Those who knew her, and many who didn't, flock to the memorial. They bring flowers and stand in silence, some wiping tears. Drivers who pass by tap their horns. One held up a peace sign. Among the candles and teddy bears and pictures are dozens of cards and letters and signs, most addressed to "Gabby."
The nickname wasn't just an abbreviation of her given name but also a nod to the congresswoman's tendency to talk and the familiarity so many felt with her, Kimble said.
"Everyone who meets her feels like they've known her forever, and they are the single most important person in her life," he said.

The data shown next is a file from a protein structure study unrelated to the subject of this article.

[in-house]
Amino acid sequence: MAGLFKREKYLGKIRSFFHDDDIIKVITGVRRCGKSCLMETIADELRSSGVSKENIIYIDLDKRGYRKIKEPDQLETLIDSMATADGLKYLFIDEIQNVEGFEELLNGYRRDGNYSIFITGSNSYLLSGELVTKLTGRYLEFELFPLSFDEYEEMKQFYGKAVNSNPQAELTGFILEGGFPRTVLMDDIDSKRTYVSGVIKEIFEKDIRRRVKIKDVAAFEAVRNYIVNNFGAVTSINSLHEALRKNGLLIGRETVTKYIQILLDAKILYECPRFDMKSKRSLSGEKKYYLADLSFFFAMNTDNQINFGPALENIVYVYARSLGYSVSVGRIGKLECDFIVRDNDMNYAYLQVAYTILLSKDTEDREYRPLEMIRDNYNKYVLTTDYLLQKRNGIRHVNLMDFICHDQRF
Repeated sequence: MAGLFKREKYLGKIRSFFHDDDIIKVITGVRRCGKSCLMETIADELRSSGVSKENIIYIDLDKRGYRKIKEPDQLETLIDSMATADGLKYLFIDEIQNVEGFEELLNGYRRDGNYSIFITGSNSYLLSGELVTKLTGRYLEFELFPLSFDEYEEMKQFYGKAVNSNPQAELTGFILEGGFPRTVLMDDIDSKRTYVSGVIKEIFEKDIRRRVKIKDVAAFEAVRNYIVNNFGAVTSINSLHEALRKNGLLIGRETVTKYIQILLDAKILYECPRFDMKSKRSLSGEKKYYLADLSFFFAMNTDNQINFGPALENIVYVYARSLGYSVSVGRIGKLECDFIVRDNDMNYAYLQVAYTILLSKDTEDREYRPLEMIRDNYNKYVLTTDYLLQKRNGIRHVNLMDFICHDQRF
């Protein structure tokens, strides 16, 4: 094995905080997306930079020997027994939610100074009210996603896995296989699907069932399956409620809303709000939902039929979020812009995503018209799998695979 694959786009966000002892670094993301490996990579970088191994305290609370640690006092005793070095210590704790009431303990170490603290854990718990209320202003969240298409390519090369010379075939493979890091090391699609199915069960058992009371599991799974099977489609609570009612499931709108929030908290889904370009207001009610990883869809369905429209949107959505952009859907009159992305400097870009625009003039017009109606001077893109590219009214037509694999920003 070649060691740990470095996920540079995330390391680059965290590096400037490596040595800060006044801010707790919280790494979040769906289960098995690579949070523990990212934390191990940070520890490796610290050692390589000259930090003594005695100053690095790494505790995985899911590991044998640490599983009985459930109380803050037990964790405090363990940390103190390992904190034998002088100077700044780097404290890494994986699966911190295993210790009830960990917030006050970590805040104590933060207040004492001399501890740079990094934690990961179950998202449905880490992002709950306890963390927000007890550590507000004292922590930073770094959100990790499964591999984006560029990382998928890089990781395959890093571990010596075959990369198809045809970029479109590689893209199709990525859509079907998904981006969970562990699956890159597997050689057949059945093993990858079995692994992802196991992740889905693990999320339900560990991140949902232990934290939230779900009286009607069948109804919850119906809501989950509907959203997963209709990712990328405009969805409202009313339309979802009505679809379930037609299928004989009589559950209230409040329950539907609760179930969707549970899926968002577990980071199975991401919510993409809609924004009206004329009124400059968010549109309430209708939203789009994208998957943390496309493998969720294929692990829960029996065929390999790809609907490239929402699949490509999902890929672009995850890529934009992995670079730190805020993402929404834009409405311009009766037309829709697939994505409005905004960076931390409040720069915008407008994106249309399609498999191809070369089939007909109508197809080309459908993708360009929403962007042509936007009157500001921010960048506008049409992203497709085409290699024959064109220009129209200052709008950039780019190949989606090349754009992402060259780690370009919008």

Kimble and Giffords' other friends aren't all that surprised by the doctors' reports these past days, that Giffords has been able to raise two fingers and even gave surgeons at University Medical Center a thumbs-up. Nor are they surprised that she's tried to pull out her breathing tube or that she has so far held stable, despite a trauma that can kill instantly. It's just Gabby, they said.
The tough tomboy they all know is still fighting, so very hard.
Associated Press writers Kevin Freking in Washington, D.C., and Amanda Lee Myers in Tucson, Ariz., contributed to this report.